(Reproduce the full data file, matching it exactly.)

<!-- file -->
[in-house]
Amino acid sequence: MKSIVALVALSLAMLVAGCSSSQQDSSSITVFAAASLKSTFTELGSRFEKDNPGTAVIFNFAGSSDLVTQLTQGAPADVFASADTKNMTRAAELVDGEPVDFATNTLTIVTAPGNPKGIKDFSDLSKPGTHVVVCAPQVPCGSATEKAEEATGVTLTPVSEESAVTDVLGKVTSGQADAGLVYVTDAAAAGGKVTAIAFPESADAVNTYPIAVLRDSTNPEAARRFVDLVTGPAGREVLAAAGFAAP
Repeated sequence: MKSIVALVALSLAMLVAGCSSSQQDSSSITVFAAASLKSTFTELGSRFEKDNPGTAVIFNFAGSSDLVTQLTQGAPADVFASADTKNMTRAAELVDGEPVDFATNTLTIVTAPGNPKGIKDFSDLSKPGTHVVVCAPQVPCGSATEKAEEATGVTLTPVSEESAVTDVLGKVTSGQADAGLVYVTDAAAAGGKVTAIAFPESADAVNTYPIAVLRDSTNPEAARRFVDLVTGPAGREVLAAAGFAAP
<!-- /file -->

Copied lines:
[in-house]
Amino acid sequence: MKSIVALVALSLAMLVAGCSSSQQDSSSITVFAAASLKSTFTELGSRFEKDNPGTAVIFNFAGSSDLVTQLTQGAPADVFASADTKNMTRAAELVDGEPVDFATNTLTIVTAPGNPKGIKDFSDLSKPGTHVVVCAPQVPCGSATEKAEEATGVTLTPVSEESAVTDVLGKVTSGQADAGLVYVTDAAAAGGKVTAIAFPESADAVNTYPIAVLRDSTNPEAARRFVDLVTGPAGREVLAAAGFAAP
Repeated sequence: MKSIVALVALSLAMLVAGCSSSQQDSSSITVFAAASLKSTFTELGSRFEKDNPGTAVIFNFAGSSDLVTQLTQGAPADVFASADTKNMTRAAELVDGEPVDFATNTLTIVTAPGNPKGIKDFSDLSKPGTHVVVCAPQVPCGSATEKAEEATGVTLTPVSEESAVTDVLGKVTSGQADAGLVYVTDAAAAGGKVTAIAFPESADAVNTYPIAVLRDSTNPEAARRFVDLVTGPAGREVLAAAGFAAP